In business, they say follow your passion, and for Sonya Michele, her passion has long been a particular fashion accessory.
“I was a scarf lady! I’ve always worn them as part of every day,” she laughs.
But becoming a scarf designer was never the plan - until a fateful conversation with a friend.
“I’d been in the corporate world for quite a while and just wasn’t satisfied with it,” Sonya says.
“And literally one fine day in the dog park I said to a friend, 'I can’t find scarves - I love scarves but there nothing interesting out there'."
"She said ‘oh just make your own.’”
The idea stuck, and dog&boy is the result.
The brand of premium scarves, named after her own dog and boy, launched two years ago - the product of a lot of hard work.
"I don’t come from manufacturing so everything I found out was new. So initially I engaged an agent here in Australia and they sourced a factory in China. And what I didn’t realise was how premium that service was,” Sonya explains.
“Quickly I learned my manufacturing costs were something I could control. In subsequent ones I’ve then gone out and sourced directly myself.”
She now has a manufacturer based in Hangzhou.
Sonya's start-up investment totalled $50,000, funded from her and her husband's own savings. That was spent on things like setting up a website, inventory and marketing.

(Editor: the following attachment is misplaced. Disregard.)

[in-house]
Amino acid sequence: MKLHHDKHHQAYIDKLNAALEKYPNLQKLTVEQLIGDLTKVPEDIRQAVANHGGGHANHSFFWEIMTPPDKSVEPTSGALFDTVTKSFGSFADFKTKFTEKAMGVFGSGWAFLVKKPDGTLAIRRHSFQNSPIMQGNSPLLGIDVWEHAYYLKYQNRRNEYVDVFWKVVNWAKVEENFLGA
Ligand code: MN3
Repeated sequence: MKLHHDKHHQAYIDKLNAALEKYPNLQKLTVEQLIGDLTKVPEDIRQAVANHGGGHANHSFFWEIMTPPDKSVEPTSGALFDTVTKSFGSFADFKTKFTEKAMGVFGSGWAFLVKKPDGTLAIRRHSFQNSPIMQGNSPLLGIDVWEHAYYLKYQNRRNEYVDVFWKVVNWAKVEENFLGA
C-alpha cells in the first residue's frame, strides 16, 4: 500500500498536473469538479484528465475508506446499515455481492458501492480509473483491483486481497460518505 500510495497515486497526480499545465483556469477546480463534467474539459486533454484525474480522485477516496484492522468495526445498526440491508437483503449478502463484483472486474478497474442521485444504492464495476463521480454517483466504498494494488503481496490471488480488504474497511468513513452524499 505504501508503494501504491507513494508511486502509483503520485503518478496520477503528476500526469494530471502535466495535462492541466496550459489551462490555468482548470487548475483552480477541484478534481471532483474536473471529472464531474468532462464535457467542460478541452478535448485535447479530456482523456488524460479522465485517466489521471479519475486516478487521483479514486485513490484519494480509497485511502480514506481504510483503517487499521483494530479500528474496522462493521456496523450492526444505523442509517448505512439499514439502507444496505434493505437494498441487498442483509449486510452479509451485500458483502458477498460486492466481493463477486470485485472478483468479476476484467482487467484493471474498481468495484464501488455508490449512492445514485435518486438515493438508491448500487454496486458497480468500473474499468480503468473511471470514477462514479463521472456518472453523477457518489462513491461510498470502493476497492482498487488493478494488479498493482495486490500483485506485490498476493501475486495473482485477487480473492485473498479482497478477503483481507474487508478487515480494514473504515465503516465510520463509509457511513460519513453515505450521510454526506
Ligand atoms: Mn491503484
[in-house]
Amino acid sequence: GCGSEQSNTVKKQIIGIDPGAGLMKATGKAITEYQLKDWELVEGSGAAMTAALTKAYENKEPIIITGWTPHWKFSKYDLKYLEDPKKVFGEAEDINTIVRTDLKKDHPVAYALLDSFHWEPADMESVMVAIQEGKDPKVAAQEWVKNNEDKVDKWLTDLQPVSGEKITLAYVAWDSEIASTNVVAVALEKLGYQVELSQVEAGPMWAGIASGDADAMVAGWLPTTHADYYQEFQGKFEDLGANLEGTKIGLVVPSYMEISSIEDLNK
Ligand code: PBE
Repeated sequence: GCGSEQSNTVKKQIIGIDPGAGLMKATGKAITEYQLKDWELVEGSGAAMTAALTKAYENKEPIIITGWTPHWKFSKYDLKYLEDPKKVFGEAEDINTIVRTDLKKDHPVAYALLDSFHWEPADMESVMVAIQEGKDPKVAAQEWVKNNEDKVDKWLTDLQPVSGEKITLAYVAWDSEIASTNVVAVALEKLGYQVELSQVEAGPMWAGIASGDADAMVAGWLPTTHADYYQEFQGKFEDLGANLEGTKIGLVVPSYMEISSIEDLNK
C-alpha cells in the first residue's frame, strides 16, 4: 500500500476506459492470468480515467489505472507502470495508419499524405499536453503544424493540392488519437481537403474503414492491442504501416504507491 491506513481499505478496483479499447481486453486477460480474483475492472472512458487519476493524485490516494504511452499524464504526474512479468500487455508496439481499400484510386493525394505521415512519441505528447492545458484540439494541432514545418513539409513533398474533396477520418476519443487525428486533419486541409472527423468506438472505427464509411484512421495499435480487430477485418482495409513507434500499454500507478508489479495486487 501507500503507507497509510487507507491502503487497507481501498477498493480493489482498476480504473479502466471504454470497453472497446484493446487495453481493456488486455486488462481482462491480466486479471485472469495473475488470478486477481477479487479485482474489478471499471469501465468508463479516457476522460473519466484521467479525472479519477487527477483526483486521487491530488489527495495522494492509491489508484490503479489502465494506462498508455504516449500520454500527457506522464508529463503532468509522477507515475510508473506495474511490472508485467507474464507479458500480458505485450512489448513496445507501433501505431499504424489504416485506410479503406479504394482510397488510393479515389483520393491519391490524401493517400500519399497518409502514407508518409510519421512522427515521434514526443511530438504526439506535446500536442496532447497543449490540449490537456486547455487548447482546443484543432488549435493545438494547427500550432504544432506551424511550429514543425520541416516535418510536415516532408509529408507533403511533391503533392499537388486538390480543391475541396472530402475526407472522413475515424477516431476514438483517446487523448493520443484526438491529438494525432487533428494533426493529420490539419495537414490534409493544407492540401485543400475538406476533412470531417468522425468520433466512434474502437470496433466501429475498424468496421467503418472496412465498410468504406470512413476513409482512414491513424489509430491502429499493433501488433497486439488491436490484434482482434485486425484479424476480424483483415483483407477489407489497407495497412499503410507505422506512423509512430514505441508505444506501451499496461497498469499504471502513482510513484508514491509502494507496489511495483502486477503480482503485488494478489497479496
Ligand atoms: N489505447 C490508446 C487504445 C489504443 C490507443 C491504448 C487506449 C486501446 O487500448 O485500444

But just as she was setting up, she faced a major setback: her mother was diagnosed with brain cancer and quickly passed away a month later.
“It happened while I was in the process of building the business and ready to launch it. Her death doesn’t define the business but it had a big impact on the branding and the story as well. It really made me realise what it is to appreciate everything, every day - so that's where these design stories come from.”
Her mother’s legacy lives on in her scarves too. Sketches she drew of magnolias – her favourite flower - have been used in a scarf design.
“She'd be pretty chuffed about that,” Sonya says. “She would have loved to have been along on the journey with dog and boy."
Two years since launching, dog&boy is covering its costs and donating part of its earnings to the Cure Brain Cancer Foundation. The plan is to be profitable within the next two years.
About 10% of Sonya’s sales go overseas at the moment, but she’s keen to grow that further, particularly in Asia and the US.
“We have just over 50 stockists in Australia and New Zealand now - we export directly to consumers in the UK, Hong Kong, Singapore, Canada and the US - then on the wholesale side of things, we’ve launched into China, and soon into Indonesia as well.”
As the business grows, Sonya is looking at investing another $30,000 to grow the export side of the business.
“I mean I’ve never worked such long hours for no pay - but I’ve never been so satisfied either,” she says.
Her ultimate goal?
“I’d love to be stocked in the Anthropologie store in the US. I think we have similar brand ethos. That would be the ultimate goal.”
Watch this story at the top of the page, or catch the full episode on SBS On Demand.